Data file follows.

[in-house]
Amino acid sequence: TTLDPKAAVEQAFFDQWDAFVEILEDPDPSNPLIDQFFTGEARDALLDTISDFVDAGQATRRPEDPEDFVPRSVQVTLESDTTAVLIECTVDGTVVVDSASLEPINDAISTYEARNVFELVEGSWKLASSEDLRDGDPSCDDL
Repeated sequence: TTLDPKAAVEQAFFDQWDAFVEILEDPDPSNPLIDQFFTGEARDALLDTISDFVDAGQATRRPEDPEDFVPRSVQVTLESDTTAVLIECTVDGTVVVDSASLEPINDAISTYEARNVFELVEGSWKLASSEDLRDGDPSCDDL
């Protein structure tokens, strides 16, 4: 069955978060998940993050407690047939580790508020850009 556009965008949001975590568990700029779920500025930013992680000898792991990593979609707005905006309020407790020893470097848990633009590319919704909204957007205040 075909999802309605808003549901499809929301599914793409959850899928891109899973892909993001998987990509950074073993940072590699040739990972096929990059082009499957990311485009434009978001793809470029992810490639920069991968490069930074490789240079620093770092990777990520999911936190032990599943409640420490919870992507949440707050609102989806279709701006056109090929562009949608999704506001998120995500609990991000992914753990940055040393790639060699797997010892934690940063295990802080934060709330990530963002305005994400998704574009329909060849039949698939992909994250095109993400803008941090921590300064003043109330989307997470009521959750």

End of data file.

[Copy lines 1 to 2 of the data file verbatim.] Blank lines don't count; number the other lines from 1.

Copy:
[in-house]
Amino acid sequence: TTLDPKAAVEQAFFDQWDAFVEILEDPDPSNPLIDQFFTGEARDALLDTISDFVDAGQATRRPEDPEDFVPRSVQVTLESDTTAVLIECTVDGTVVVDSASLEPINDAISTYEARNVFELVEGSWKLASSEDLRDGDPSCDDL